The Latest on Cuba and Hurricane Joaquin

But over the next 24 hours, “some fluctuations in intensity are possible due to eyewall-replacement cycles”, the National Hurricane Center said in an update posted today (Oct. 2) at 11 a.m. EDT.


Officials said rescue crews had not been able to re-establish communications with the crew on Thursday or Friday.

Parts of those states are also expected to get a lot of heavy rain – not associated with Joaquin – that could cause widespread flooding. By Thursday evening, there were already reports of floods in a few spots along the coast.

Joaquin has maximum sustained winds of 130 mph and hurricane-force winds extending 50 miles out from the center, the Hurricane Center said. Other weather systems affecting Joaquin will be in slightly different positions as a result.

“A strong majority of forecast models is now in agreement on a track farther away from the United States East Coast”, the National Hurricane Center told Reuters.

On Friday, the hurricane tore off roofs, uprooted trees and unleashed heavy flooding in the Bahamas, and the U.S. coast guard said it was searching for a missing 735ft cargo ship with 33 people aboard.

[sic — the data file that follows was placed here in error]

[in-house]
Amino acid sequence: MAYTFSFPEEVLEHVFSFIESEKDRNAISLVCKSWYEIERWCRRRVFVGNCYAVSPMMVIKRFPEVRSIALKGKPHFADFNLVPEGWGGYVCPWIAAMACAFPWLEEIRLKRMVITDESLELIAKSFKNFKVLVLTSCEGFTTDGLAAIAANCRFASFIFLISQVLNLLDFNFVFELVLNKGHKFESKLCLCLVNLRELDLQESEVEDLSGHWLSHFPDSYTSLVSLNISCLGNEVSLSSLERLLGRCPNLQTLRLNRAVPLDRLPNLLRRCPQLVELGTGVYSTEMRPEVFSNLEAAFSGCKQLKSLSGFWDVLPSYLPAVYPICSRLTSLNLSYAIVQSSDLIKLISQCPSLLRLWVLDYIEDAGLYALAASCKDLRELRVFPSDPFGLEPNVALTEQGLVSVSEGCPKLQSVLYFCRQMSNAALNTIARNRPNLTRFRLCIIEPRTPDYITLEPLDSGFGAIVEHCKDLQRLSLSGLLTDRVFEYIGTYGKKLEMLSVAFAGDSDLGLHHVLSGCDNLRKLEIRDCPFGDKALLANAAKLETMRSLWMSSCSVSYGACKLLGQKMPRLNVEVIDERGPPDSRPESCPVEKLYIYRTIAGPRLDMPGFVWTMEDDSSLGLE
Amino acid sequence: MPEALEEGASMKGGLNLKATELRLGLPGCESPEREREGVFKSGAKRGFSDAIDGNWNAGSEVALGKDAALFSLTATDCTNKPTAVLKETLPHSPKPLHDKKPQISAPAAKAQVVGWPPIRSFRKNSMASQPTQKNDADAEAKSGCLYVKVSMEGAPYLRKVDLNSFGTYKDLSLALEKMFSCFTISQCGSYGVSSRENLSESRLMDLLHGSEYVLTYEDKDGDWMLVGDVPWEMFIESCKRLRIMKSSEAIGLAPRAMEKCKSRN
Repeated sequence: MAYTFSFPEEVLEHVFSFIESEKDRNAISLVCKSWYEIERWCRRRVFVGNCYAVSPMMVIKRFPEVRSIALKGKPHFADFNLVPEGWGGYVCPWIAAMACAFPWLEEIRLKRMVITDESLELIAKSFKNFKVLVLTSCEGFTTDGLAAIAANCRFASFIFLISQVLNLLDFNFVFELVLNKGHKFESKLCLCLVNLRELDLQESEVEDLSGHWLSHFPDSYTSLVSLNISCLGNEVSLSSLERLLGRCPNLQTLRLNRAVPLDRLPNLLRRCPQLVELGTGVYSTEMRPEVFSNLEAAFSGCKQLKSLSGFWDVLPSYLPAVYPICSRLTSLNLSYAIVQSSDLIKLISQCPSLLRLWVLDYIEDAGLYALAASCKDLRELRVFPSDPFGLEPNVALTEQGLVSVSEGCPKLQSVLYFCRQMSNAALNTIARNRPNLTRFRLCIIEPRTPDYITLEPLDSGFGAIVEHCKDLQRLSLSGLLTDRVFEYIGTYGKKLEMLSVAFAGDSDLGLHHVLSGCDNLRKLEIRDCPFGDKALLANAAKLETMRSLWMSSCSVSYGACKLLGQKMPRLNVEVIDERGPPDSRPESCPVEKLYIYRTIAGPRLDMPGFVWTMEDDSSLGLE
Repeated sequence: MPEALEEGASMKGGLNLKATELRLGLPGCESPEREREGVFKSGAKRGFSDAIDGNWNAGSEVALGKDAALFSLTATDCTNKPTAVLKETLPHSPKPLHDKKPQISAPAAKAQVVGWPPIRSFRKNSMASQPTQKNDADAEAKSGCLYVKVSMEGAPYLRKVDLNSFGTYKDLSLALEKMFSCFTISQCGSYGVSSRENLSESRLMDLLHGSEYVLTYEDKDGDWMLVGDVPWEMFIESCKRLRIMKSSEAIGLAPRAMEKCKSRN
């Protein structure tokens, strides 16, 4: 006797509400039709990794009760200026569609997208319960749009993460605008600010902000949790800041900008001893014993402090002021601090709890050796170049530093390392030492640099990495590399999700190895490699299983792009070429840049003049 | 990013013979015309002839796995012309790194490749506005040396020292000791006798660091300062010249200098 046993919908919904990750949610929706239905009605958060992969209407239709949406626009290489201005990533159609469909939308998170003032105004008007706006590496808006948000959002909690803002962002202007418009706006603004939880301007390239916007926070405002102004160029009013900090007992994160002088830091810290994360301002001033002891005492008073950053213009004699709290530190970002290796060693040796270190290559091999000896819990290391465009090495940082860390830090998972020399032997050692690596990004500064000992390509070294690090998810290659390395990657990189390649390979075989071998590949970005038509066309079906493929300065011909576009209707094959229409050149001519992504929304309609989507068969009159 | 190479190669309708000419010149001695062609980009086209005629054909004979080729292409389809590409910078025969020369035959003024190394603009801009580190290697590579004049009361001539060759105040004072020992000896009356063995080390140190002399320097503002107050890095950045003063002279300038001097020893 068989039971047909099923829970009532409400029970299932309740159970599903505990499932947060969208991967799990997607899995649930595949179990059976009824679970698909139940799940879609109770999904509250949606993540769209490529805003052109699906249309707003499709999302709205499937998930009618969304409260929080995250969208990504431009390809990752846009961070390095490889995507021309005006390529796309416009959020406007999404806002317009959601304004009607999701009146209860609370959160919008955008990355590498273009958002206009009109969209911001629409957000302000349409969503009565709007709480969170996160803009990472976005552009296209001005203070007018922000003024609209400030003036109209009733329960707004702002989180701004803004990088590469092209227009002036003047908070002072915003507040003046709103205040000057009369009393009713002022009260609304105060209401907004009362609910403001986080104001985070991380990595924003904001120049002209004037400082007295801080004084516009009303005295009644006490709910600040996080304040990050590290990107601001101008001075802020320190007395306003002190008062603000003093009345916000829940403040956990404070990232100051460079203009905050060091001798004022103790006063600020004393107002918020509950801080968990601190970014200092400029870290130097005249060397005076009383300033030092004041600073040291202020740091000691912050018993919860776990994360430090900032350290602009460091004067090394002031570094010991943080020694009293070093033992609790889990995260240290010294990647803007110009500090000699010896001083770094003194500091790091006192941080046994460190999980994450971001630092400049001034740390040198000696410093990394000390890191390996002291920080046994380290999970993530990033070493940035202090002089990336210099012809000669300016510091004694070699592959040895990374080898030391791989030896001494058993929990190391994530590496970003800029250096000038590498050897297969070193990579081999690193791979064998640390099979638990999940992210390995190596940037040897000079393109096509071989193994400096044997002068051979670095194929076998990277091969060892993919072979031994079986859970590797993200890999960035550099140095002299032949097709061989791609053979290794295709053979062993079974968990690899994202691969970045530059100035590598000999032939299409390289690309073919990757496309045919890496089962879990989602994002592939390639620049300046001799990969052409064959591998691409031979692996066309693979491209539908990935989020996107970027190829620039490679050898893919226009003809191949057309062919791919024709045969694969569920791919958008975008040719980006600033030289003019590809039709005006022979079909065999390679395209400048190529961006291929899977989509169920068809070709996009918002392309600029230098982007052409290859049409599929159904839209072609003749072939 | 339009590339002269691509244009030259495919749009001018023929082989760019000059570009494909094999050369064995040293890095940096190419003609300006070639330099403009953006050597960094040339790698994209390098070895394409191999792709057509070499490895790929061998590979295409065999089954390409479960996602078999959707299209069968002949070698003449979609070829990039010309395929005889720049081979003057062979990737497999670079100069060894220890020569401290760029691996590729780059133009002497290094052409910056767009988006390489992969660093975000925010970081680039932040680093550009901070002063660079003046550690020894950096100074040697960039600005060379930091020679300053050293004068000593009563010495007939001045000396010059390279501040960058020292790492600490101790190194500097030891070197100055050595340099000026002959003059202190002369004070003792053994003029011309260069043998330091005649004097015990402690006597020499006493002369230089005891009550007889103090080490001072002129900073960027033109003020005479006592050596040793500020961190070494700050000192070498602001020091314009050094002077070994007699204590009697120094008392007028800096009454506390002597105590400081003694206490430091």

The latest tracking maps show the powerful Category 4 storm staying well offshore after it leaves the island chain, which is expected to happen sometime on late Friday or early Saturday morning. We expect sunshine to return as early as Monday along with warmer temperatures which will extend through Thursday!

Joaquin continues to slowly move through the Bahamas, but the system is now moving northwestward and it’s forward speed is expected to pick up during the next 12 hours.

The hurricane is unlikely to make direct landfall, but forecasters are warning of flash floods from historic Charleston, South Carolina, to Washington, D.C., and officials in Maryland, New Jersey, North Carolina, South Carolina, and Virginia are bracing for the worst.

A tropical storm warning was in effect for the remainder of the southeastern Bahamas including the Turks and Caicos Islands, Andros Island and the Cuban provinces of Camaguey, Los Tunas, Holguin, and Guantanamo. Regardless of Joaquin’s track, a prolonged period of elevated water levels and large waves will affect the mid-Atlantic region, causing significant beach and dune erosion with moderate coastal flooding likely.


The Southeast could see up to 20 inches of rain, with South Carolina bearing the brunt of flooding, CNN meteorologists say. One of the world’s most respected hurricane modeling products had Joaquin going out to sea almost from its beginnings, while numerous other models had it hitting the mid-Atlantic.

Spartanburg County coroner says 1 person dies in street flooding